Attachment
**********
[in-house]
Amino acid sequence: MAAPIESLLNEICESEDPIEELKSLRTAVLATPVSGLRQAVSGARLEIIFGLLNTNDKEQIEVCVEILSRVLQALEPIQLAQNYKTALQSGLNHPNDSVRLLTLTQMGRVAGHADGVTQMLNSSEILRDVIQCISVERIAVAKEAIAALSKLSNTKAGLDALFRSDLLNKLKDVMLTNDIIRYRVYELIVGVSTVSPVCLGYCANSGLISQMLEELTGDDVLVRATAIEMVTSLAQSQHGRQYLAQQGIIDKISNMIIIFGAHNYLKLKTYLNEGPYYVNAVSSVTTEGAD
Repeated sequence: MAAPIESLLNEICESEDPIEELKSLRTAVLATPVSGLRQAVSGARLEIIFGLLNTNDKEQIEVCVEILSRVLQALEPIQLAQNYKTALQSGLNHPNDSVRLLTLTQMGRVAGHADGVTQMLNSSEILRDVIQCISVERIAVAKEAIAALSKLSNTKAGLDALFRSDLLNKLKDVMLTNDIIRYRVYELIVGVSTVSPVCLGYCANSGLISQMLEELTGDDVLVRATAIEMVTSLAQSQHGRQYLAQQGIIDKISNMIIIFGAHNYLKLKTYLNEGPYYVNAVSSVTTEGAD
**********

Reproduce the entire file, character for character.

[in-house]
Amino acid sequence: MAAPIESLLNEICESEDPIEELKSLRTAVLATPVSGLRQAVSGARLEIIFGLLNTNDKEQIEVCVEILSRVLQALEPIQLAQNYKTALQSGLNHPNDSVRLLTLTQMGRVAGHADGVTQMLNSSEILRDVIQCISVERIAVAKEAIAALSKLSNTKAGLDALFRSDLLNKLKDVMLTNDIIRYRVYELIVGVSTVSPVCLGYCANSGLISQMLEELTGDDVLVRATAIEMVTSLAQSQHGRQYLAQQGIIDKISNMIIIFGAHNYLKLKTYLNEGPYYVNAVSSVTTEGAD
Repeated sequence: MAAPIESLLNEICESEDPIEELKSLRTAVLATPVSGLRQAVSGARLEIIFGLLNTNDKEQIEVCVEILSRVLQALEPIQLAQNYKTALQSGLNHPNDSVRLLTLTQMGRVAGHADGVTQMLNSSEILRDVIQCISVERIAVAKEAIAALSKLSNTKAGLDALFRSDLLNKLKDVMLTNDIIRYRVYELIVGVSTVSPVCLGYCANSGLISQMLEELTGDDVLVRATAIEMVTSLAQSQHGRQYLAQQGIIDKISNMIIIFGAHNYLKLKTYLNEGPYYVNAVSSVTTEGAD